Airick Woodhead’s Montreal-based project Doldrums is only the latest in a consistent stream of electro pop that has become increasingly more familiar in recent years. Not to say that the idea of an indie artist inhibiting this style was new even a decade ago, but these days the kind of music Woodhead is behind is almost as commonplace as your typical singer-songwriter. It’s an interesting development, which in turn means that artists operating within the genre have to work extra hard to stand out among their peers.
What makes Doldrums so enjoyable is intriguing. Doldrums seemingly takes cues from so many other artists that playing spot the influence with their debut Lesser Evil could too easily turn into a drinking game. The deliberate, yet unusual pace of Woodhead’s voice on “Painted Black” recalls Björk, “Lost in Everyone” is infused with the kind of dizzying psychedelia Of Montreal excelled at not too long ago, the spiraling melody on “Holographic Sandcastles” is reminiscent of Animal Collective. Elsewhere, vocal manipulations can bring to mind Thom Yorke, and overall there are definite similarities to the 8-bit pop of Crystal Castles. You get the picture; there’s nary a note that goes by that doesn’t in some way echo something you’ve likely heard rather recently. And yet, it all feels fairly inadvertent; to say any of the aforementioned artists even played a role in actually inspiring this record is pure speculation. Once you get past this feeling of déjà vu you realize there really isn’t even a weak track to be found on it.
Doldrums gets a lot of mileage out of pop smarts, but Woodhead also gets plenty of mileage out of some pretty stellar production as well. Take “Egypt,” for example; amidst the chaotic noises and blips, there is still a lot of air; if things get overcrowded, it’s only long enough for Woodhead to build tension. On “Anomaly,” wordless vocal snippets provide a beautiful ambient backdrop to the soaring choruses. Even the odd decisions — like placing a high-pitched sound approximating a tea-kettle-whistle underneath a slowed down sample at the end of “Golden Calf” — are enduring. These touches often give the album a satisfyingly disorienting quality.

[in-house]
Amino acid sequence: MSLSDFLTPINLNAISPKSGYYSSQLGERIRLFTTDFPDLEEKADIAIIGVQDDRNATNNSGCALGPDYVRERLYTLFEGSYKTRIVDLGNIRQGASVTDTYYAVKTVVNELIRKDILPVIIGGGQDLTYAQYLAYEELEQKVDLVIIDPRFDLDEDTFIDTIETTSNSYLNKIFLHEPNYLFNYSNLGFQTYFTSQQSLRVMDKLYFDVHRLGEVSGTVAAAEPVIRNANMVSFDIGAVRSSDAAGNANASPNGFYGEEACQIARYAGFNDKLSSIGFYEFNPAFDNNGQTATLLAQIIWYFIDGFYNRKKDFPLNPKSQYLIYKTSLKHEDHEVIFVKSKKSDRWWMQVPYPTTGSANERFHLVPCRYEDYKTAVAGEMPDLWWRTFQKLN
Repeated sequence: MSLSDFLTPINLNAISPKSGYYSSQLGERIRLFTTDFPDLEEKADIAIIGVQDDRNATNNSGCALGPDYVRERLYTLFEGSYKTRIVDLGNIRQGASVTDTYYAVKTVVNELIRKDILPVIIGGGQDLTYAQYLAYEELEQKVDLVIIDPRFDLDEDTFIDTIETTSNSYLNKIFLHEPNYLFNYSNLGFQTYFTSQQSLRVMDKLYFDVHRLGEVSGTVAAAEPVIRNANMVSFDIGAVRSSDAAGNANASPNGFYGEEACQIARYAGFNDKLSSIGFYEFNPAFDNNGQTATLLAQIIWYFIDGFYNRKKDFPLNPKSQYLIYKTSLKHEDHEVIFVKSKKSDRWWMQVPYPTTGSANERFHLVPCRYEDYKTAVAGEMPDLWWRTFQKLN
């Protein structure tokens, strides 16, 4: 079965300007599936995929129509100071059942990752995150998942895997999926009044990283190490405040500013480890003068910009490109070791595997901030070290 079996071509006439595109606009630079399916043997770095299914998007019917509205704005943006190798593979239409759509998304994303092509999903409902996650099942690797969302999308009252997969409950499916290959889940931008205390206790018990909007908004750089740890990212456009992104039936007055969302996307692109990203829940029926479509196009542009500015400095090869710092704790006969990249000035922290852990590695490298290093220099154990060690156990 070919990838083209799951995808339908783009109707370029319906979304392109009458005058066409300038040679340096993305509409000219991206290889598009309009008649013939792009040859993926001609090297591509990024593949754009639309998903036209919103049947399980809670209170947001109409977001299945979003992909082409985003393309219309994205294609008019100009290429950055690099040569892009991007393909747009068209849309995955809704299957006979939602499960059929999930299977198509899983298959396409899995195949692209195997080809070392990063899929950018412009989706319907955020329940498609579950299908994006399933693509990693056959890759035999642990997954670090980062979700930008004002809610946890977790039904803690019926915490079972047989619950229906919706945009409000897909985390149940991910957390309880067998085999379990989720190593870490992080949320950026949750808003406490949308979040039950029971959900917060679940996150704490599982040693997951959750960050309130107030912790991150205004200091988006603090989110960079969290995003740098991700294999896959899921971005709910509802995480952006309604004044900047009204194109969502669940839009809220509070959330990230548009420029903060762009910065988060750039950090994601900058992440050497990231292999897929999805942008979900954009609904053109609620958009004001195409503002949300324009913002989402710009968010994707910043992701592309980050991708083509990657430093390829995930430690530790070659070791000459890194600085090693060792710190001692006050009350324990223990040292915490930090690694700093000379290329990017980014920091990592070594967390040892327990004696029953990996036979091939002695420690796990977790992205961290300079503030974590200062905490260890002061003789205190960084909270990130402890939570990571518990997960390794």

From a lyrical standpoint, Lesser Evil is made up of some fascinating paradoxes. Woodhead has spoken at length about a tale he concocted of a dystopian dream world and it crops up all over the record. Echoing the dizzying, dreamlike music are lines like “if I don’t see it it’s not there.” But countering that, Woodhead purposefully channels his inner naiveté giving his songs a childlike quality. It’s these kinds of complexities that help give the record greater dimension. It’s also worth noting that parts of the record were reportedly recorded on the laptop of his friend Claire Boucher, aka Grimes. It seems fitting; aside from the obvious parallels the two share with their music, they also both exhibit the same sort of restless, nomadic nature. This nature seeps through in the record’s strange, across-the-globe otherworldliness.
Although Lesser Evil represents a very promising debut, one has to wonder where the permanently moving Woodhead will end up next, and if subsequent Doldrums albums will even slightly resemble this one. The record does a great job of capturing the Doldrums at this moment in time and it may be fairly unreasonable to expect him to perfect the sound he beautifully establishes here. That said, no matter what direction he decides to take, Lesser Evil is provides plenty to enjoy for now.